For the second consecutive year, a record number of violent, hate crimes against transgender people were reported in Los Angeles County, according to a report released today.
In 2017, 33 crimes targeting transgender people were reported, compared to 31 in 2016, according to the annual hate crimes report issued by the county’s Commission on Human Relations.
The types of hate crimes in the report include aggravated assault, simple assault, intimidation, robbery, and vandalism.
Gay men, lesbians targeted
Crimes targeting gay men, lesbians, and LGBT organizations declined 8 percent, but still represented 21 percent of all reported hate crimes, and 76 percent of them were violent — a rate higher than crimes motivated by race or religion, according to the annual report issued by the county’s Commission on Human Relations.
“We are truly alarmed at the continued over-representation of African Americans in racial hate crimes and the extremely high rates of violence directed against gay men, lesbians and transgender victims,” Commission President Jarret Barrios said in a statement.
A black transgender woman was walking to a fast food restaurant in February in North Hollywood when she encountered two white men blocking the sidewalk, according to an incident described in the report. They told her, “We don’t want your kind in this building! You’re a man, not a woman!,” and then repeatedly punched her. When she fell to the ground, the suspects tried to take her purse, but she struggled with them and screamed for help. The suspects fled the scene.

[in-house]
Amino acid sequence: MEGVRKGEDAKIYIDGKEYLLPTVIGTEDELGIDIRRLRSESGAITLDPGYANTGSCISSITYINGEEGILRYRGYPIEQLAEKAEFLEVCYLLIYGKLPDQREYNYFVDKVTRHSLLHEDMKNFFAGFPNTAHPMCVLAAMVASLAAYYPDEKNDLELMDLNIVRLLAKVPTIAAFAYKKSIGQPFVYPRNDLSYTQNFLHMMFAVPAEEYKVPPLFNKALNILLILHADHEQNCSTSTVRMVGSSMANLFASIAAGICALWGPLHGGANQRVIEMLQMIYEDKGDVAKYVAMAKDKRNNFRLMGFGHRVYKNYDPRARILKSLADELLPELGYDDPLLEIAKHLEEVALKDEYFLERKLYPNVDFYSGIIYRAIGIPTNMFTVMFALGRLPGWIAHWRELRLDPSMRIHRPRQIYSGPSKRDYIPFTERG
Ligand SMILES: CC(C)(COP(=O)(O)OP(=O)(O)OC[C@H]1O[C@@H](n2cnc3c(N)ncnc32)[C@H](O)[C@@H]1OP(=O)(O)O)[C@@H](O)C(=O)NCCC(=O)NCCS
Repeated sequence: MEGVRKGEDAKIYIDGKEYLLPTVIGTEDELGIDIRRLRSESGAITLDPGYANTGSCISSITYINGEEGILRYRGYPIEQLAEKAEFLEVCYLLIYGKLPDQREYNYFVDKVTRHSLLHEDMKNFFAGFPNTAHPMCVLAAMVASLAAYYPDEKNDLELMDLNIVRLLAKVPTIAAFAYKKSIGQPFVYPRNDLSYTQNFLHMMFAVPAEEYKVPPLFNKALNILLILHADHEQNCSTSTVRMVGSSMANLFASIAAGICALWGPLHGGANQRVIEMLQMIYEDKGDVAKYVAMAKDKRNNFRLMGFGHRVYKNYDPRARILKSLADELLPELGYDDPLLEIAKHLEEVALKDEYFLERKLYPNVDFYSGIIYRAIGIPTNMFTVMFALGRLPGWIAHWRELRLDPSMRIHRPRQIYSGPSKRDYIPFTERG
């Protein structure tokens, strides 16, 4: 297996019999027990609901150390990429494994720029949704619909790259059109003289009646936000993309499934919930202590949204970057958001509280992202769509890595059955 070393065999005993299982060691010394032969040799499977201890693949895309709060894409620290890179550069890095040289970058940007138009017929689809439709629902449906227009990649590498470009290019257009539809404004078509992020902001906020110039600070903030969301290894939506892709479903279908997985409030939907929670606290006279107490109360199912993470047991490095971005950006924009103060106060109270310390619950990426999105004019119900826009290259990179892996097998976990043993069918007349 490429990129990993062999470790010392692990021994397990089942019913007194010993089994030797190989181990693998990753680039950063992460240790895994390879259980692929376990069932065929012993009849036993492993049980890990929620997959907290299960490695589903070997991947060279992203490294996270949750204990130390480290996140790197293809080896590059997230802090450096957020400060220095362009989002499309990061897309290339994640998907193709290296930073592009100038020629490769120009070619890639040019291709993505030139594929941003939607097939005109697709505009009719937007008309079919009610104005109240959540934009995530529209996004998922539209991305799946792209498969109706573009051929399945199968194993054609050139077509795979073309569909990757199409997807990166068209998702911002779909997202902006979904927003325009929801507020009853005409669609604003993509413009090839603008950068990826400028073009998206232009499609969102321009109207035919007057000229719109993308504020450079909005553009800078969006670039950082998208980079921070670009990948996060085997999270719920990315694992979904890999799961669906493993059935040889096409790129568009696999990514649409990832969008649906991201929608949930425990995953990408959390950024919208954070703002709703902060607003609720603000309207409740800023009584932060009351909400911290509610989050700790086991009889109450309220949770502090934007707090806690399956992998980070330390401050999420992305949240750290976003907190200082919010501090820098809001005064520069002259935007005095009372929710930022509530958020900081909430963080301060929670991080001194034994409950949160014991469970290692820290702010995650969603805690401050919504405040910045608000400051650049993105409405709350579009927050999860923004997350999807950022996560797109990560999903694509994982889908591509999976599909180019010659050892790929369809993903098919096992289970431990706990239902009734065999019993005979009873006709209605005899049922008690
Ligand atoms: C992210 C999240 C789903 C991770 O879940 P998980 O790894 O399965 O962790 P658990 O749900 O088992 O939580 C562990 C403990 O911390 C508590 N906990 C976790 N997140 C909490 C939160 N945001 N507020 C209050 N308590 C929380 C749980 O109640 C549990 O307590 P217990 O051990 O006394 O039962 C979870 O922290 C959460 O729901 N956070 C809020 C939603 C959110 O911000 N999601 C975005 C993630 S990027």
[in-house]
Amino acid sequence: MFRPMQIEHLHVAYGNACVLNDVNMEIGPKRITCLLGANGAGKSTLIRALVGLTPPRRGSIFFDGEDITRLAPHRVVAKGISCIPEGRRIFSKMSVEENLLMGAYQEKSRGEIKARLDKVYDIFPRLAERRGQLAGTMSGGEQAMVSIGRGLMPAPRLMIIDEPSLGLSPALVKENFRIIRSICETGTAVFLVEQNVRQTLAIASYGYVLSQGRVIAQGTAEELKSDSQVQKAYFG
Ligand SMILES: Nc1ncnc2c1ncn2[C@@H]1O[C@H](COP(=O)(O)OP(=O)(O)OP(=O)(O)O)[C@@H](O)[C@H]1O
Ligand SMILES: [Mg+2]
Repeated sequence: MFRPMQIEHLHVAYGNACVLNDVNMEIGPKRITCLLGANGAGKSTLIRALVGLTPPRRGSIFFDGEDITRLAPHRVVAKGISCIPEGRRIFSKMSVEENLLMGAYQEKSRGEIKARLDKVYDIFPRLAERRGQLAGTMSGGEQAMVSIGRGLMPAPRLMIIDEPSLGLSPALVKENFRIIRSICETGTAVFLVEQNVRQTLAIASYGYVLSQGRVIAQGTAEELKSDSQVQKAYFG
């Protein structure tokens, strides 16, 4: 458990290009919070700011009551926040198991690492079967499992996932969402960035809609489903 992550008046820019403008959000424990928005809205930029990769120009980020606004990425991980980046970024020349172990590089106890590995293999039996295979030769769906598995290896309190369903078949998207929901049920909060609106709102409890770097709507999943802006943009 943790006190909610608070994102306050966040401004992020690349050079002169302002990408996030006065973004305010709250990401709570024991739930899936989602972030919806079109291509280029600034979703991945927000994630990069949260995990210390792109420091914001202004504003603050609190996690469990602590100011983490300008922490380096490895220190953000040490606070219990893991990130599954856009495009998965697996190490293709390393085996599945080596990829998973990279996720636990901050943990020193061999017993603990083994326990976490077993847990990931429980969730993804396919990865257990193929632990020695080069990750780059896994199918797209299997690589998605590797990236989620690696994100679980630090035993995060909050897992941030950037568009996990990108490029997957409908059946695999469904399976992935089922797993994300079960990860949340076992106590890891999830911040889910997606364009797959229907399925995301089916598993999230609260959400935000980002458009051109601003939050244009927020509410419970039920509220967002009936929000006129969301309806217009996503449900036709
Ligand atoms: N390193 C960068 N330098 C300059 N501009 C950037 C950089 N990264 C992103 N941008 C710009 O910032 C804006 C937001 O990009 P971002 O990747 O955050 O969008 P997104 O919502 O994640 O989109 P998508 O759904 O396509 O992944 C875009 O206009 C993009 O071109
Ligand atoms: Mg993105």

L.A. County hate crimes
Overall, 508 hate crimes reported in Los Angeles County in 2017, a 5 percent increase from the previous year. For the past four years, hate crimes have increased, and since 2013 they have risen 32 percent, according to the report.
Another incident is described in the report.
A Latina lesbian was being affectionate with her girlfriend in October in Koreatown front of a bowling alley. A Latino asked her for a cigarette and then turned aggressive.
“You ruined this neighborhood. Why are you here?”
The man was joined by four friends, who punched the woman and knocked her to the ground. The man then climbed on top of her and repeatedly punched her in the face. He and his four companions then fled. The victim had an epileptic seizure.
Hate crimes occurred throughout the County, but the largest number took place in the San Fernando Valley, followed by the metropolitan region that stretches from West Hollywood to Boyle Heights.
When compared to population, the highest rate of hate crimes occurred in the metropolitan region, followed by the western part of the county that includes a number of affluent beach cities.
Hate crimes findings
- 94 percent of the crimes were violent
- 50 percent of victims were Latino
- 29 percent of victims were black
- 21 percent of victims were white
- Sexual orientation crimes dropped from 118 to 108
- 89 victims were gay males
- 15 victims were lesbian
- 100 percent of lesbian crimes were violent
- 3 crimes were targeted against businesses or organizations
- 1 bisexual person said he was attacked twice